John Bailey: A week of tench, trout and tattered tails in Norfolk
My star angler this week is dear old friend Mick Munns, who is in the running for the Rob Shanks Monthly Award.
Of course, we all love it when a junior gets recognised, but we should remember fishing is just as much for 70-year-olds as it is for the kids. In my view, Mick personifies all that is good in angling. I fished alongside him the other day on one of our favourite lakes and the peace he exudes you can almost smell – or is that the smoke from his pipe?
Mick, like me I admit, is at the age of acceptance. He is there because where else would he be on a bright spring morning ? He brings to his fishing decades of experience, skill and knowledge, yet he still keeps up with the best of the new. What's good about modern baits and rigs, Mick absorbs and employs. The commercial nonsense, he discards.
Mind you, I wasn't expecting much on any baits and methods on the day. What is it about East Anglia at this time of the year. Season upon season we are cursed with easterlies that drive the fish down and me, as a guide, mad. It's just like last year at this time Mick said. He could have added just like the year before that for the majority of both our fishing lifetimes.
But no! Miracles still happen. Mick's buzzer beeped, his rod bent, his reel screamed and soon we were looking at a superb tench six ounces under eight pounds. You have to remember, until Mick was in his 30s at least, that tench would have broken the UK record so no wonder we were more than a bit chuffed. We have seen bigger tench, Mick, me, all of us, but there was something about that fish, that capture, that just struck me as right, perfect even. A cosy, companionable fish. A fish to make us reflect on the peaceful glories of the Norfolk countryside and, of course, just how lucky we are to enjoy them.
A couple of weeks back, I lamented in this column a possible decline in the region's stocks of wild brown river trout. Well, I was in part right, but not entirely. On another halcyon day of kingfisher blue skies, Robbie Northman and I went on a recce along one of the tiniest chalkstreams within 50 miles of Norwich. Under streaming sunlight, the gravels sparkled and the ranunculus waved above it, dark, bottle green. Wonder upon wonder, we spied numerous pristine little brownies to nigh on a pound, but in numbers to make our hearts soar. No problem with habitat on this diamond of a stream, we crowed, but there is better still to come.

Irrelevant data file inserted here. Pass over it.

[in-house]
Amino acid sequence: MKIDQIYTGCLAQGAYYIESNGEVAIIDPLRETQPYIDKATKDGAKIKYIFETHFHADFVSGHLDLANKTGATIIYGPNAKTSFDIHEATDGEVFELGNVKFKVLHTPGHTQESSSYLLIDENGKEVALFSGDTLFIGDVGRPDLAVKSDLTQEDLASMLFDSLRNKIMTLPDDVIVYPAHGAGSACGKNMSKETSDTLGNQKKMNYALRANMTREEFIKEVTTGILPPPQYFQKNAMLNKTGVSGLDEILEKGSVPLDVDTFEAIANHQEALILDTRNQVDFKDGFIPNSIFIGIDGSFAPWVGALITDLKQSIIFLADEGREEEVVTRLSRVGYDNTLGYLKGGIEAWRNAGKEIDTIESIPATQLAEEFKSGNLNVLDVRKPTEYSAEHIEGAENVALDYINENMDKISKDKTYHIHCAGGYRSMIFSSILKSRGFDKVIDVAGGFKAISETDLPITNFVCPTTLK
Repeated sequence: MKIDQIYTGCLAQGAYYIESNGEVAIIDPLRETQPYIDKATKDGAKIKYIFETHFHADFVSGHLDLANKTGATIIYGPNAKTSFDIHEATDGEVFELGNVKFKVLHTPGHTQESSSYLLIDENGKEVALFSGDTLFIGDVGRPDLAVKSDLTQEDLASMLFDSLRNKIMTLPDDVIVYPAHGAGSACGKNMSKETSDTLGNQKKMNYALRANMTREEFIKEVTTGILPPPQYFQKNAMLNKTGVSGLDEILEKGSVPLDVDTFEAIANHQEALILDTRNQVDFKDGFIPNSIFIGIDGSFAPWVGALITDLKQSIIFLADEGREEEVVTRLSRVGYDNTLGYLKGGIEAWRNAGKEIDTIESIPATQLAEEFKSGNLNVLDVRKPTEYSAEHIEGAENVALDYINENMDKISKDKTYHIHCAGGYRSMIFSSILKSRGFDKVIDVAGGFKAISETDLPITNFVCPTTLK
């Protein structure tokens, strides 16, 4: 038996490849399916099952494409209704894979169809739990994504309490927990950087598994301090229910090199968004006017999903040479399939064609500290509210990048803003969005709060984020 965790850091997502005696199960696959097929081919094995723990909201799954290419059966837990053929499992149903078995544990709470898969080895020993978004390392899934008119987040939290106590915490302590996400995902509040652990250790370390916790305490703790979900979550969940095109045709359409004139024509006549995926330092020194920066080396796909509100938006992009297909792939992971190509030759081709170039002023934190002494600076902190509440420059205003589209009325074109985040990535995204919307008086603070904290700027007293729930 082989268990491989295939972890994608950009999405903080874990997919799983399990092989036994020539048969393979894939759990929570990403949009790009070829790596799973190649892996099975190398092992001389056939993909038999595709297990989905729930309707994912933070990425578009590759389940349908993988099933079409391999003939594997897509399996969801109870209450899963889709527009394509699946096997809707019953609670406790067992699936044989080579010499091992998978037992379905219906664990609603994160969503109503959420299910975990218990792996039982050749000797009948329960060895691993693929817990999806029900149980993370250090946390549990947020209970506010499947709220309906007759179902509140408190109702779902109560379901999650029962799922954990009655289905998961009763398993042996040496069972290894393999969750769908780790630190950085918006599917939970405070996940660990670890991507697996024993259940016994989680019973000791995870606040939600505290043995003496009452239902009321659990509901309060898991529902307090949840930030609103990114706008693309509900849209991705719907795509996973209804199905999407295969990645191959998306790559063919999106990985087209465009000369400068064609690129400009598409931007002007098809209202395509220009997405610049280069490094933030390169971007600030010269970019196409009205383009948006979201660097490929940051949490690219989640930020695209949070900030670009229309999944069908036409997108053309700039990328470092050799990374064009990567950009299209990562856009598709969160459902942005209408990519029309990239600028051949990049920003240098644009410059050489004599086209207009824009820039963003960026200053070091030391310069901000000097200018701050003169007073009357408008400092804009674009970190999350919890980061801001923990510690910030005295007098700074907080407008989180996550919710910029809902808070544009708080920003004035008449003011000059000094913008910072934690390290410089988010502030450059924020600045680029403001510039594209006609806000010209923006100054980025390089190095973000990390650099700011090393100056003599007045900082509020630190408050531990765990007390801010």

We entered a wood where the easterly (of course) was hushed and crept up to an old flint-faced bridge. Bridge pools historically are makers of dreams and this one did not disappoint. Like two rabbits smelling a fox, we cautiously raised our heads above the parapet. A trout! What a trout! It was two feet long. It was deep as a bream. It was broad as a pig. And it had the eyesight of an eagle. Four pounds? Five? We never got another look. It could not have left the pool or we would have seen it power across the shallows. It just hid, hid for an hour and how did it do that we wondered? A tiny pool of crystal water three feet deep and our monster disappeared like a snow flake in the sea.
But we have made plans, Robbie and me. Oh yes, we will be back. We know he will be a wily old customer but we will rise him to the fly we are sure. My agony is that we will hook him but find him impossible to subdue. Imagine losing that fish, like lopping off an arm!
You never know it all, or at least I don't. Once again in sunshine I visited one of the old lakes holding what Mick Munns and I would call wild carp. These are the species of carp you found throughout East Anglia for centuries before the stocking boom of big, fast-growing fish in the 70s and since. They have always tended to be long carp, far, far leaner than the porky fish we see today. Whether the monks really did introduce them (or the Romans even) I don't know, but it is truly sad they are beaten back, defending their last redoubts in Norfolk at least. And perhaps not for much longer, even there.
I have always had it that wild fish learn the dangers otters pose and devise all manner of survival techniques. Hmm, perhaps not always. To my horror, the one fish I did manage to catch showed not only old, healed scars on both flanks but also a recently gashed tail. There is no doubt this was an otter attack I would have thought the carp too wise to fall victim to but wrong, Bailey, wrong again. I suppose the only consolation is that the carp did at least get away.
Deep mahogany tench. Gigantic brown trout. Dashing wild carp dating back centuries. What is not to love about East Anglia at Easter time?